If you’re a fan of Disney animation or musical theater, than you surely know the names Alan Menken and Stephen Schwartz. If you were to combine their separate theatrical works, you would end up with a list of projects that includes Godspell, Little Shop of Horrors, Pippin, Beauty and the Beast, Wicked and Aladdin. For Disney films, the pair has teamed up several times on Pocahontas and Enchanted, but it is their Hunchback of Notre Dame score that stands out as one of the finest collaborations either composer has ever produced.
In 2014, Disney Theatrical produced an American stage production of The Hunchback of Notre Dame that played in San Diego, CA and Millburn, NJ. While the show wasn’t Broadway bound (for more information, read my review), the project had enough buzz that Disney was willing to license it to Ghost Light Records. The original cast was reunited for this professional recording which is now available digitally, with a CD release scheduled for February 2nd.
If the only version of Hunchback that you know is the Disney version, then I highly recommend reading the synopsis included with the booklet in this release. It does a great job of taking you through this version of the story, which more closely follows Victor Hugo’s original novel, and lets you know the context for each song. In short, this is not the family-friendly animated version.
The songs from the film are breathtakingly repeated by this cast. “The Bells of Notre Dame” still opens and closes the show and doesn’t lose any of its gusto, even with a smaller orchestra and chorus than the original film version had. New melodies are introduced within many of the songs from the film. “Topsy Turvy,” for example, is split into two parts with new songs written for Phoebus and Esmerelda that take place during the street fair. As in the film, “God Help the Outcasts” is one of the most memorable moments and Ciara Renee’s version rivals Heidi Mollenhauer’s. “Heaven’s Light/Hellfire” are split into two tracks with gapless playback here, the latter a major showstopper in this production and the highlight of Patrick Page’s performance as Claude Frollo.
Three new songs are able to hold their own against the classics from the animated film. “Top of the World” is a beautiful duet between Esmerelda and Quasimodo. “In a Place of Miracles” is a bit reminiscent of “All I Ask of You” from The Phantom of the Opera in that Esmerelda and Phoebus confess their love while Quasimodo heartbreakingly observes their romance. But my favorite new song is the Act 1 finale, “Esmerelda.” The song is juxtaposed between Quasimodo, Phoebus and Frollo as they each sing about the woman who has captured their hearts.
Not all of the new songs are golden. “Tavern Song (Thai Mol Paiyas)” sounds more frenzied than the rest of the score and the lyrics feel less inspired. “Flight into Egypt” isn’t as bad, but also feels a little out of place thematically. If you glance at the track list, it looks like there are more new songs as well, but many of them are brief, reusing other melodies so that the chorus can explain what’s happening. Examples include “Into Notre Dame,” which reuses the theme from “Out There,” plus “Justice in Paris” and “While the City Slumbered” which are both extensions of “The Bells of Notre Dame.”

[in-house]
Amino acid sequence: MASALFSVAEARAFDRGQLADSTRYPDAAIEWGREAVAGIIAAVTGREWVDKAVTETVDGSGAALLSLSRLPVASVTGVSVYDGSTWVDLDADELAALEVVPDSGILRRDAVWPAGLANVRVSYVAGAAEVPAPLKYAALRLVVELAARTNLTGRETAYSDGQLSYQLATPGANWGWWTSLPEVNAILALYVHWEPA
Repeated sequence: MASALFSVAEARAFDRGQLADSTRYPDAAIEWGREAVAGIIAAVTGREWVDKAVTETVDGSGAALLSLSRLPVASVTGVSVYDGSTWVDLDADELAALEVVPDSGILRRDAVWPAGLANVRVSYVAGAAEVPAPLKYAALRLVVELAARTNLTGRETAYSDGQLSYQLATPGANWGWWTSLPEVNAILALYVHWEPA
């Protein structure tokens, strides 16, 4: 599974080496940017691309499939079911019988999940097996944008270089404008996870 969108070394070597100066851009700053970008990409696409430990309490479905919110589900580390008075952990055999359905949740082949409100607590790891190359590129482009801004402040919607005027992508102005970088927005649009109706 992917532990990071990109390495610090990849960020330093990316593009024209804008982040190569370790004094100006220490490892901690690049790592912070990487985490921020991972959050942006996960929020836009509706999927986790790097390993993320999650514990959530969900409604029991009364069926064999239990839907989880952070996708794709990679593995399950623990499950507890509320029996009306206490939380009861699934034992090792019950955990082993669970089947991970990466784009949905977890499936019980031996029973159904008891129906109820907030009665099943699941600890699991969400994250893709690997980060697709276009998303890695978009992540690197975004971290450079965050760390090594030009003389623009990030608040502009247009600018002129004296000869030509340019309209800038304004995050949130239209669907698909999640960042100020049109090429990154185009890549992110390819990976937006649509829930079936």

While not a new song, the end credit Boyz 2 Men anthem “Someday” is included twice here, first as a duet between Esmerelda and Phoebus when both are imprisoned and then again towards the end of the show. It’s a beautiful ballad and I love that it’s included, although references to the “millennium” seem odd for a story that takes place during the reign of Louis XI. Audiences in 1997 were eager to see what the year 2000 had in store, which is why the lyric makes sense during the end credits, but I wonder if it shouldn’t have been modified to better fit the show.
The final track, “Finale,” is a 14-minute long extravaganza. The ensemble sings much of the latin choral pieces found in the climax of the film, but it also features reprises of “Flight Into Egypt,” “Top of the World,” “Esmerelda,” “Out There” and “Someday.” But in the end, it lands on the finale of “The Bells of Notre Dame.” It’s a chilling conclusion.
The only problems that I have with this recording are the same problems I had with the show as well. The most distracting is Michael Arden’s back-and-forth portrayal of Quasimodo, who can barely get his words out with a speech impediment, but switches to an amazing singing voice. The disparity is too great and I wish he would have settled somewhere in the middle rather than the extreme opposites in the show (and this recording). I also disagree with the decision to kill Esmerelda, which makes for a very unsatisfying conclusion. Disney’s adaptation is not the only one to let her live, in fact the 1939 live action version is heralded as the best film adaptation of The Hunchback of Notre Dame in which Esmerelda is pardoned and freed following Frollo’s death.
Overall, The Hunchback of Notre Dame Studio Cast Recording is a wonderful representation of some of the finest work by Menken and Schwartz. The music was the highlight of the show and while I agree with Disney’s decision not to take it to Broadway, I’m happy that they were able to produce this album. If you’re a fan of either composer or of the Disney film, I highly recommend this release.
Alex has been blogging about Disney films since 2009 after a lifetime of fandom. He joined the Laughing Place team in 2014 and covers films across all of Disney’s brands, including Star Wars, Marvel, and Fox, in addition to books, music, toys, consumer products, and food. You can hear his voice as a member of the Laughing Place Podcast and his face can be seen on Laughing Place’s YouTube channel where he unboxes stuff.